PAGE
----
Next up was a brief stretching session, courtesy of the owner of the yoga studio, before we moved into the self-defense technique part of the class. This part was taught by Caroline, whose booty shorts, twinned hair knots and impressively muscular legs called to mind a go-go dancer, if the go-go dancer was capable of breaking your neck with her thighs.
With the help of one of the other instructors, she showed us how to break the grip of a would-be attacker who grabs our arm, how to deal with someone who is attempting to choke us and how to get out from beneath someone who is preparing to rape us.
We had to pair up with another member of the class to practice these moves, and my partner was a sweet girl with a nose piercing named Stef. At first, we felt rather awkward, grabbing each other’s arms and yanking or pulling each other’s wrists under our sweaty pits. At one point, we had to straddle each other to practice escaping from beneath an attacker. At that point, I nearly melted from shame. Once the initial embarrassment went away, though, we took our tasks seriously, working with each other to figure out how best to twist our bodies, to push away and to grab hold of arms.
Our final section was taught by April, a martial-arts instructor who is extensively trained in weaponry. Think of every male action movie hero you’ve ever seen, and then combine them into one person and make that person a young woman, and you have April. She showed us how to defend against someone attempting to stab us in the stomach with a knife, then how to deal with someone holding a knife against our throats. April was very adamant that we know these situations only happen if our first three lines of defense – awareness, intuition and escape – had failed. This was our last line of defense, and that it was entirely possible that we would, in her words, “buy the farm.”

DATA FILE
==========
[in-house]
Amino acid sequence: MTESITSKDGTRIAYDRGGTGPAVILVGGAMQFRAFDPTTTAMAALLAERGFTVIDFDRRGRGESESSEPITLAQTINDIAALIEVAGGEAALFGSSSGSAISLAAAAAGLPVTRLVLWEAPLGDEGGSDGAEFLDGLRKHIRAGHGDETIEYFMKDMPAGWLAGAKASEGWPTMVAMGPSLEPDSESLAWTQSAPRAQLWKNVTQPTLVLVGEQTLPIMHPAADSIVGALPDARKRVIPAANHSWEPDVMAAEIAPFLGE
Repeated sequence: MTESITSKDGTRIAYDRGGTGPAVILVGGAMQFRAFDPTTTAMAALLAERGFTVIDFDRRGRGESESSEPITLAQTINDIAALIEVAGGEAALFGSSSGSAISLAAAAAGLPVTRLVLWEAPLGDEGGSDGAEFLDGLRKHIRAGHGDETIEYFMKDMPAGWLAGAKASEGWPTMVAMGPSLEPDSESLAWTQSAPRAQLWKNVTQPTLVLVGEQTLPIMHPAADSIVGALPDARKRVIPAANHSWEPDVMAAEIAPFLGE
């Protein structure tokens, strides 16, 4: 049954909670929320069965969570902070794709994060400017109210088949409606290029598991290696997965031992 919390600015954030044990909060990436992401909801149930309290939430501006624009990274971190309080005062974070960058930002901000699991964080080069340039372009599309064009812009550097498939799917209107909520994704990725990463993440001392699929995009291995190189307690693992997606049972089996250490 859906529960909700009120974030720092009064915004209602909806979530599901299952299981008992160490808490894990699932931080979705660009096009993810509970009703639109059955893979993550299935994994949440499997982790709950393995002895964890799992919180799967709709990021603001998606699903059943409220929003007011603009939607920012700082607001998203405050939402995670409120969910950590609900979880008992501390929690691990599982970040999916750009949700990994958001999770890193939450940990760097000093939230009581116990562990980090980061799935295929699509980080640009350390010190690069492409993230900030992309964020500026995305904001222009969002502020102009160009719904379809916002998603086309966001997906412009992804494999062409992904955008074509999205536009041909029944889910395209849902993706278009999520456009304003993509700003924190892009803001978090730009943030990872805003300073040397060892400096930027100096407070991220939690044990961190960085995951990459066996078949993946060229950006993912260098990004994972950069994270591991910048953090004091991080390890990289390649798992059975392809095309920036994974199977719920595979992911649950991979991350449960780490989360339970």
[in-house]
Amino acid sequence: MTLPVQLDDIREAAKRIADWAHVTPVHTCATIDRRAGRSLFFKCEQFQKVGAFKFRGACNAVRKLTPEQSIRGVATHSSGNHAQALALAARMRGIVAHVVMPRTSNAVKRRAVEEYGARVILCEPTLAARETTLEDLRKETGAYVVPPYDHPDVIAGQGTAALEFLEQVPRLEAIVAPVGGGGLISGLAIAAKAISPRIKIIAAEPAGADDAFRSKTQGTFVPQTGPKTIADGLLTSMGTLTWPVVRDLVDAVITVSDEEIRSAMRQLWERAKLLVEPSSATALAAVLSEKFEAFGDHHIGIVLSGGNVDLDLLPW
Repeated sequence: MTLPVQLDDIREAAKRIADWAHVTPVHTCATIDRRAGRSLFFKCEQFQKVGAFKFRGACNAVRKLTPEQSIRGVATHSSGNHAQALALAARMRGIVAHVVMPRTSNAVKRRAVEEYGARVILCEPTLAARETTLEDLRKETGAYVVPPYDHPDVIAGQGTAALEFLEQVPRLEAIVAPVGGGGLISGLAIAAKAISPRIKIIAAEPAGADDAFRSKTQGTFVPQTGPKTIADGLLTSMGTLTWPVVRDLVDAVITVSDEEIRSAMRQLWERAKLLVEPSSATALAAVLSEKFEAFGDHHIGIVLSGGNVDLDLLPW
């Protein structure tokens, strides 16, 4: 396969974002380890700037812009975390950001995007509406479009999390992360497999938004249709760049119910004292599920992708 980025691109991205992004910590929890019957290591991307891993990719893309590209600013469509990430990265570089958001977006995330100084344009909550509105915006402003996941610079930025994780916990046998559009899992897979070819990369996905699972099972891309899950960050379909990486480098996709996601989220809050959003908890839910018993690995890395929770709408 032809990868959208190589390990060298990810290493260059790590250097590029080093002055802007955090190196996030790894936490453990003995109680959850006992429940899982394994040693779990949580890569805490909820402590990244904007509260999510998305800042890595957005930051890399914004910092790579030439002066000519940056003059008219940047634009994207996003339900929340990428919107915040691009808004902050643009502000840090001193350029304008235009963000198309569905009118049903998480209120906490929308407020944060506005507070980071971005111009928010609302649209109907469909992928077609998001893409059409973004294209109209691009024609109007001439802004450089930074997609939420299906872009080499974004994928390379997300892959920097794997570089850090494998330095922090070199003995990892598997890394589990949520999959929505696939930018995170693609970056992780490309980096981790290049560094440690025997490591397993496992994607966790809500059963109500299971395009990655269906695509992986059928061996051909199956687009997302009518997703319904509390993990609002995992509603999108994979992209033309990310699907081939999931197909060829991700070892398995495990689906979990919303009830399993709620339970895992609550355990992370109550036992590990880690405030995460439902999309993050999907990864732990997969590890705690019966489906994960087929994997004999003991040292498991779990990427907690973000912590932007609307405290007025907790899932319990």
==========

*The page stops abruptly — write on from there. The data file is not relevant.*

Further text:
Stef and I were given a piece of blunt knife-shaped metal that served as our knife, and we practiced the moves April showed us. It was deeply surreal, to see myself in the mirror as I held the fake knife up to Stef’s neck. I could honestly say that was never a position I’d ever experienced before and, barring the zombie apocalypse, I hope to never experience it again.
I’m not going into too much detail about the moves themselves in the post because they are the kinds of maneuvers you have to see another person perform, and then you have to actually do them yourself to really commit them to muscle memory. Truth be told, I feel like I would have to take a few more classes like this before I would have the kind of confidence necessary to feel as though I could successfully pull them off. I’m actually considering signing up for mixed martial-arts classes, not because I want to be a bad-ass (although that would be a nice side effect) but because I want to know more.
That said, even this one class left me feeling all sparky and energized with possibility, like I have a little extra ammunition in my arsenal. Just knowing that I have options, that I have ways to fight back…it feels like true empowerment, not that bullshit consumerism peddled in lieu of actual power. I’d strongly encourage any woman who has the opportunity to take a class like this. Odds are good that we may never need to use these kinds of skills, but it never hurts to be prepared, right?
The Hot Ninja Defenders offer group and private classes for women, teenagers and GLBT people around the Tampa Bay area. For more information about their classes, visit their website at hotninjadefenders.com or check out their Facebook page.